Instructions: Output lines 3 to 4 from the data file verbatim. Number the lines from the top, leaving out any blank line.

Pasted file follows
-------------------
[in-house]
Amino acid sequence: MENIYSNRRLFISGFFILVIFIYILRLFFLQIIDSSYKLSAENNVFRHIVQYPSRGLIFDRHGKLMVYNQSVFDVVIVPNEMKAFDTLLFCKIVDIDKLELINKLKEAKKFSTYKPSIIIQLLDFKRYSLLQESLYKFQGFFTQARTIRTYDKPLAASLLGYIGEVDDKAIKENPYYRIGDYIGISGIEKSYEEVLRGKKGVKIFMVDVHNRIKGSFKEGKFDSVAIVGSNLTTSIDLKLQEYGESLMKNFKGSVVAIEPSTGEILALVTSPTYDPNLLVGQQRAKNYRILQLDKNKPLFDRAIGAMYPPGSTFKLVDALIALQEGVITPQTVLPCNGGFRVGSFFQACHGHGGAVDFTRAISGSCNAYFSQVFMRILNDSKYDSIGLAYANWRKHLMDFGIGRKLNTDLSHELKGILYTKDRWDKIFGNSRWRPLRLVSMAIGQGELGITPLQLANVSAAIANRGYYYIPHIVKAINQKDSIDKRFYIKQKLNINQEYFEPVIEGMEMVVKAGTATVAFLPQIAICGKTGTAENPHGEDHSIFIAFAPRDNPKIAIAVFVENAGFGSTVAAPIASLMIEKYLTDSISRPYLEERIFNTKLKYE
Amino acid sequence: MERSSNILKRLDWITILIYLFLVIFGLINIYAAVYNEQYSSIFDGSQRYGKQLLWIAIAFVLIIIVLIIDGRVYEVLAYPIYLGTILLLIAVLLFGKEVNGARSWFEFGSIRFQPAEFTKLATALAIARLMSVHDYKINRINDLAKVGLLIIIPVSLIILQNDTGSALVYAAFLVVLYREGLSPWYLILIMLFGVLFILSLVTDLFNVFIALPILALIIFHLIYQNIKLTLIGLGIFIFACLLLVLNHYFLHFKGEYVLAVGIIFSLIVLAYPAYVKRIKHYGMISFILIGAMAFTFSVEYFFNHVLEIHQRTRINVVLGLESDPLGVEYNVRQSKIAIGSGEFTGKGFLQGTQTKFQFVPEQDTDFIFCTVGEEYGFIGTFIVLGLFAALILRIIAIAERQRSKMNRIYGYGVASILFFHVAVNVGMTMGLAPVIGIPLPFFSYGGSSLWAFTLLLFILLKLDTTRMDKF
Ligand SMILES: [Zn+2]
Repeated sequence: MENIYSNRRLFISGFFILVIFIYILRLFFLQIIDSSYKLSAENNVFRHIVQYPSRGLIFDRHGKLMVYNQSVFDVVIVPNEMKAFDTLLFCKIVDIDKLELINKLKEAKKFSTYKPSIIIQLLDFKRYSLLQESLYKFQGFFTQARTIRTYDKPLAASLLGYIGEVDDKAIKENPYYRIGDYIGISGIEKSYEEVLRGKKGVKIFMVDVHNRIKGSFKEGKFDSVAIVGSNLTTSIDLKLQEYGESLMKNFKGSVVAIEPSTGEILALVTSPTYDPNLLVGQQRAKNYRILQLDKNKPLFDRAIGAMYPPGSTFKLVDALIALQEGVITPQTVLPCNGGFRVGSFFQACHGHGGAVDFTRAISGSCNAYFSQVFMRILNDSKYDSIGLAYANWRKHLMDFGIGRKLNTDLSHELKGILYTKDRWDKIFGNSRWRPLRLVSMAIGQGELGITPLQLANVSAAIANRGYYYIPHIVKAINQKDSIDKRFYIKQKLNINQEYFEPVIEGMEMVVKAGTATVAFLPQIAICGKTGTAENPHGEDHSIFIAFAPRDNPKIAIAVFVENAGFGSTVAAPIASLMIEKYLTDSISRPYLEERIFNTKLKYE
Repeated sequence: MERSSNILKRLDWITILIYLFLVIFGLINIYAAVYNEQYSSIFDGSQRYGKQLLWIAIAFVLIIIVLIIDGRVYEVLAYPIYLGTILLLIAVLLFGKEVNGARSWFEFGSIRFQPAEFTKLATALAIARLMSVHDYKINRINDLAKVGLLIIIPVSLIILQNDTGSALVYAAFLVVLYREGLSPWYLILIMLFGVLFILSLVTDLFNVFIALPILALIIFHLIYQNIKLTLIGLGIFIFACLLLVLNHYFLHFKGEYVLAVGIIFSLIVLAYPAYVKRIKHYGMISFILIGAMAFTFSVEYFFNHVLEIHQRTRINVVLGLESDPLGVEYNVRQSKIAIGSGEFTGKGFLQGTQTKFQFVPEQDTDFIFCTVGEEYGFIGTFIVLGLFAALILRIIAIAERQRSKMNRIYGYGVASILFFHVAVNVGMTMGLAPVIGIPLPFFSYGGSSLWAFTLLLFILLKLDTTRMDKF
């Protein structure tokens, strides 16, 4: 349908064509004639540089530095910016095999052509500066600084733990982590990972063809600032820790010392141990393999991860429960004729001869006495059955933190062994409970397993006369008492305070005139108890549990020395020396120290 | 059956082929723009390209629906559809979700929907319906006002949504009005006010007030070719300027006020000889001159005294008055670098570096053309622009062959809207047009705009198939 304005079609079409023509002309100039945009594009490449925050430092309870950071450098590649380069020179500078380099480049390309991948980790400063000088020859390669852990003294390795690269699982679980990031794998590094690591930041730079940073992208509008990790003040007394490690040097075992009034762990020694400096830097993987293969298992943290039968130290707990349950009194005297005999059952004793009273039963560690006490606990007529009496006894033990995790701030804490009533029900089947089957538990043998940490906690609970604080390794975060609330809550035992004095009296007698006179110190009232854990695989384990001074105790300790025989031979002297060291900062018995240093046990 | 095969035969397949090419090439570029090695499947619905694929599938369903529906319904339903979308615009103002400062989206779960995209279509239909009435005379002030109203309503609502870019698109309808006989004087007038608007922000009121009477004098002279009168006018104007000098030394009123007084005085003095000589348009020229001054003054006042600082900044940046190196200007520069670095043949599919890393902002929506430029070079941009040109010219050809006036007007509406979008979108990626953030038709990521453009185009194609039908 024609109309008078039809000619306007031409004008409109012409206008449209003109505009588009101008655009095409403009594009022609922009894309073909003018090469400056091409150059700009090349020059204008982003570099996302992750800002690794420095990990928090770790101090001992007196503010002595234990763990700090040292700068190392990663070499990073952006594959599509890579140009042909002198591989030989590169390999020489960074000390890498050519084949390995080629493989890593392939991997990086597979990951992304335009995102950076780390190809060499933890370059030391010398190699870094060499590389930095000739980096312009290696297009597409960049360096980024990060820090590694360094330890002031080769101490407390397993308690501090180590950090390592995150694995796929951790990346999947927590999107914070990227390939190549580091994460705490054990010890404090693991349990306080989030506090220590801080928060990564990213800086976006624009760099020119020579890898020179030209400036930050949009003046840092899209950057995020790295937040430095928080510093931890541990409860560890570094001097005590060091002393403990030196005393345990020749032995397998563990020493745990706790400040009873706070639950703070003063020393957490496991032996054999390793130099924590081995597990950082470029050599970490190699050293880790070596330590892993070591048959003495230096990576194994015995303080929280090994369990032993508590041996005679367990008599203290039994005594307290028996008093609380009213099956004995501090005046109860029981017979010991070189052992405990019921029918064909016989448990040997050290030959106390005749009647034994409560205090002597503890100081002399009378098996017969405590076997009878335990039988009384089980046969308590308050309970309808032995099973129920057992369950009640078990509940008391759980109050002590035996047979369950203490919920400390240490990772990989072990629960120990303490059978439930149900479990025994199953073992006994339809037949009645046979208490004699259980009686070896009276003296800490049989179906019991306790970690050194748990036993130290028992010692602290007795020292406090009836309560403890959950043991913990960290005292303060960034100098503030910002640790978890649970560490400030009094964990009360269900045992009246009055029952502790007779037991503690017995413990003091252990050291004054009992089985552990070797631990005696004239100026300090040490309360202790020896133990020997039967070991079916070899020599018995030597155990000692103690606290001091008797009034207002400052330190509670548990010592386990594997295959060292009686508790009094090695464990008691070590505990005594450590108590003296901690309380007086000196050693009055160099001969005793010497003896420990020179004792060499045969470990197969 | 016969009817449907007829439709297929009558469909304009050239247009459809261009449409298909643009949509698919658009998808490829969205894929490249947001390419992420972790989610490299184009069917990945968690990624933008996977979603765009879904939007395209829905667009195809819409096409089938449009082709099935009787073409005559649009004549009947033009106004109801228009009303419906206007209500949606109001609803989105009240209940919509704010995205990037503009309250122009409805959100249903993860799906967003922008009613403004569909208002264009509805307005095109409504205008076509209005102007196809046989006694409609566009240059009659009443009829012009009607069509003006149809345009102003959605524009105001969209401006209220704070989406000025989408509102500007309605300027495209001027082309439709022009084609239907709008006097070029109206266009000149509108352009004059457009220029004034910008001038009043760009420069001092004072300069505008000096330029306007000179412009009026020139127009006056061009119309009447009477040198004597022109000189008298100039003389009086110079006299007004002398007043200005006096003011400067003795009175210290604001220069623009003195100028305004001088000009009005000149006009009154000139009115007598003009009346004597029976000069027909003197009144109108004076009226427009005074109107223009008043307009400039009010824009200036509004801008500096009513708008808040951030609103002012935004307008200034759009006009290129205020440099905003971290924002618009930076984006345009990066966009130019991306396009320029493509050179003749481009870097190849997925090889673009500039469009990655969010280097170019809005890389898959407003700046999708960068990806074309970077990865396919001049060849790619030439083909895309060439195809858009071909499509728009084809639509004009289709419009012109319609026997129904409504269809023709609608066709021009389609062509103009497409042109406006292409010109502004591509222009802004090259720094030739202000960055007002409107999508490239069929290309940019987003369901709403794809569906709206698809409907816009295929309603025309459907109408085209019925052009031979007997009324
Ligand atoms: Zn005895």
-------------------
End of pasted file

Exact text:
Amino acid sequence: MERSSNILKRLDWITILIYLFLVIFGLINIYAAVYNEQYSSIFDGSQRYGKQLLWIAIAFVLIIIVLIIDGRVYEVLAYPIYLGTILLLIAVLLFGKEVNGARSWFEFGSIRFQPAEFTKLATALAIARLMSVHDYKINRINDLAKVGLLIIIPVSLIILQNDTGSALVYAAFLVVLYREGLSPWYLILIMLFGVLFILSLVTDLFNVFIALPILALIIFHLIYQNIKLTLIGLGIFIFACLLLVLNHYFLHFKGEYVLAVGIIFSLIVLAYPAYVKRIKHYGMISFILIGAMAFTFSVEYFFNHVLEIHQRTRINVVLGLESDPLGVEYNVRQSKIAIGSGEFTGKGFLQGTQTKFQFVPEQDTDFIFCTVGEEYGFIGTFIVLGLFAALILRIIAIAERQRSKMNRIYGYGVASILFFHVAVNVGMTMGLAPVIGIPLPFFSYGGSSLWAFTLLLFILLKLDTTRMDKF
Ligand SMILES: [Zn+2]